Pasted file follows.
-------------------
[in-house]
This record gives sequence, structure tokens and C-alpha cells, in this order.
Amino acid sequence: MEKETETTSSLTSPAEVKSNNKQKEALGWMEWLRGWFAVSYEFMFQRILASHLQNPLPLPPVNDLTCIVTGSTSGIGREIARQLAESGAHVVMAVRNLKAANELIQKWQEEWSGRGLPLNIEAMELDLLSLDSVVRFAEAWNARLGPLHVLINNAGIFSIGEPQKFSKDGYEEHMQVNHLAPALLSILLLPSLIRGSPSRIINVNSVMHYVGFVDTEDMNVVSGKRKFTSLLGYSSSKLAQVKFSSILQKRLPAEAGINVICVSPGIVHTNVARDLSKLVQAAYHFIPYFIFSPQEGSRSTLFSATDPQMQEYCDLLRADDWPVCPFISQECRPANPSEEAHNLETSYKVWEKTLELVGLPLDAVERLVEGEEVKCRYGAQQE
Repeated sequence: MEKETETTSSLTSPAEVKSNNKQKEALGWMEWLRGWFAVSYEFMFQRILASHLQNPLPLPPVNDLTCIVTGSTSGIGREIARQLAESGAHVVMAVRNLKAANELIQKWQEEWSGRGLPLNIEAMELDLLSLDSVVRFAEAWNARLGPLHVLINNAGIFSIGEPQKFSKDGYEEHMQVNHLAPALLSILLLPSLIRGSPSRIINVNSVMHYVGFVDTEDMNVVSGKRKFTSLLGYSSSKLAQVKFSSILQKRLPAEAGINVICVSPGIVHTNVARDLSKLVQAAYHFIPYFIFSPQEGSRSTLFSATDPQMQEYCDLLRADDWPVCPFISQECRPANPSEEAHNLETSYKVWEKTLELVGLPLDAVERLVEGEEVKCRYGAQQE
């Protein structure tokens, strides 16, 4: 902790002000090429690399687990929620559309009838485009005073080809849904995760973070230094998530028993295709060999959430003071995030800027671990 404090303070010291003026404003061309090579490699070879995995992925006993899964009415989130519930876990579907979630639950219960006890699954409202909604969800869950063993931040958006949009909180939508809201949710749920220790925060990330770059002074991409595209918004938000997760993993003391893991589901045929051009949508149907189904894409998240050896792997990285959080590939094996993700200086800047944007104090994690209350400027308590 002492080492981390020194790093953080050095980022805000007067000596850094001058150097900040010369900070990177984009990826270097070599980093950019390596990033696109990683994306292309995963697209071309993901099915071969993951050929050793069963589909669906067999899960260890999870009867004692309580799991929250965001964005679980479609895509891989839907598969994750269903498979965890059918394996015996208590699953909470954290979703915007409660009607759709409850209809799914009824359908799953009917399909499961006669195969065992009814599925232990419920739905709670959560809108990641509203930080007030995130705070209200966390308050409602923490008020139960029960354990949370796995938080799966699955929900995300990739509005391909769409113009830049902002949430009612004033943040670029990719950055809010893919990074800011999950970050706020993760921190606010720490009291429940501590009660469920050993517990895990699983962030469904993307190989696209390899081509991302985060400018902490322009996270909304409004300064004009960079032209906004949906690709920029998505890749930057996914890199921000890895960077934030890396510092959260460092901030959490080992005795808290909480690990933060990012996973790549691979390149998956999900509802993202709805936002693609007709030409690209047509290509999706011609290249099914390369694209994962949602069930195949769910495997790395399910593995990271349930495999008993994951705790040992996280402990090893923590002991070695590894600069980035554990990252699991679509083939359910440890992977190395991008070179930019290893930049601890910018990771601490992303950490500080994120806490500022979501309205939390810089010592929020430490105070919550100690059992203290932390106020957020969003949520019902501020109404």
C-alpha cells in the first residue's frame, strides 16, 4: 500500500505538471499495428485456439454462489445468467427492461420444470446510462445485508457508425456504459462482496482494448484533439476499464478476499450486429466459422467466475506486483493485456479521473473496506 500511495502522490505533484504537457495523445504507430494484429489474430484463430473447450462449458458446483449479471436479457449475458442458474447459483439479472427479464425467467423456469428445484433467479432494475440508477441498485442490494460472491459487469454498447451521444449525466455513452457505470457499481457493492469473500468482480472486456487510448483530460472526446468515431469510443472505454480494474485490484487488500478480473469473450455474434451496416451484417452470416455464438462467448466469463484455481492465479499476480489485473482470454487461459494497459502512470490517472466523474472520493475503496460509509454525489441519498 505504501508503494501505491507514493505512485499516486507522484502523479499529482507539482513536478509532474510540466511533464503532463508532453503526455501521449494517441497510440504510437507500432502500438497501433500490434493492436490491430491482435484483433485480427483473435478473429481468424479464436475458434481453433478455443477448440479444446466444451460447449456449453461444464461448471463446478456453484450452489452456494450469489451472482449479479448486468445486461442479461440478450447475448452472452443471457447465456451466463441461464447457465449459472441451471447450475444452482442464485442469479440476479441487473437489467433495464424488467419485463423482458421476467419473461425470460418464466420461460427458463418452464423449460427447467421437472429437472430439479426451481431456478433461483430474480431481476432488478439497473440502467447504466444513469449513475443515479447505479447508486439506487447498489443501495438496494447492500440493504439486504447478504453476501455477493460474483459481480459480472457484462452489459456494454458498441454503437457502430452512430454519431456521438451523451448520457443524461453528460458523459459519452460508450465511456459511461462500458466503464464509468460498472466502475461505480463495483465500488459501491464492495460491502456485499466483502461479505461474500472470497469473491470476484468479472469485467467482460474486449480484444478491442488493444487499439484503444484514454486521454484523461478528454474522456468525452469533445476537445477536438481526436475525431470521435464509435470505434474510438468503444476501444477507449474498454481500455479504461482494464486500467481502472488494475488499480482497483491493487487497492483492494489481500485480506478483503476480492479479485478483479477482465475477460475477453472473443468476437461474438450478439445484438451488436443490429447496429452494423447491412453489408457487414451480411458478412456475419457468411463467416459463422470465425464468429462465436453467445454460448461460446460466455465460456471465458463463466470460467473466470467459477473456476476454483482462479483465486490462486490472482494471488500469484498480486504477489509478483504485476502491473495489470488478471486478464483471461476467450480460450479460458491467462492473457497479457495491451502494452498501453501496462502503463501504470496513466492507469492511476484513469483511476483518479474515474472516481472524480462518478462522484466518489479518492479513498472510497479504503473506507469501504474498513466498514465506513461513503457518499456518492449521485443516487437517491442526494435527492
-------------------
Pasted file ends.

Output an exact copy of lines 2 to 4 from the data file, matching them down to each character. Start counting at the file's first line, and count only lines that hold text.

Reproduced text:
This record gives sequence, structure tokens and C-alpha cells, in this order.
Amino acid sequence: MEKETETTSSLTSPAEVKSNNKQKEALGWMEWLRGWFAVSYEFMFQRILASHLQNPLPLPPVNDLTCIVTGSTSGIGREIARQLAESGAHVVMAVRNLKAANELIQKWQEEWSGRGLPLNIEAMELDLLSLDSVVRFAEAWNARLGPLHVLINNAGIFSIGEPQKFSKDGYEEHMQVNHLAPALLSILLLPSLIRGSPSRIINVNSVMHYVGFVDTEDMNVVSGKRKFTSLLGYSSSKLAQVKFSSILQKRLPAEAGINVICVSPGIVHTNVARDLSKLVQAAYHFIPYFIFSPQEGSRSTLFSATDPQMQEYCDLLRADDWPVCPFISQECRPANPSEEAHNLETSYKVWEKTLELVGLPLDAVERLVEGEEVKCRYGAQQE
Repeated sequence: MEKETETTSSLTSPAEVKSNNKQKEALGWMEWLRGWFAVSYEFMFQRILASHLQNPLPLPPVNDLTCIVTGSTSGIGREIARQLAESGAHVVMAVRNLKAANELIQKWQEEWSGRGLPLNIEAMELDLLSLDSVVRFAEAWNARLGPLHVLINNAGIFSIGEPQKFSKDGYEEHMQVNHLAPALLSILLLPSLIRGSPSRIINVNSVMHYVGFVDTEDMNVVSGKRKFTSLLGYSSSKLAQVKFSSILQKRLPAEAGINVICVSPGIVHTNVARDLSKLVQAAYHFIPYFIFSPQEGSRSTLFSATDPQMQEYCDLLRADDWPVCPFISQECRPANPSEEAHNLETSYKVWEKTLELVGLPLDAVERLVEGEEVKCRYGAQQE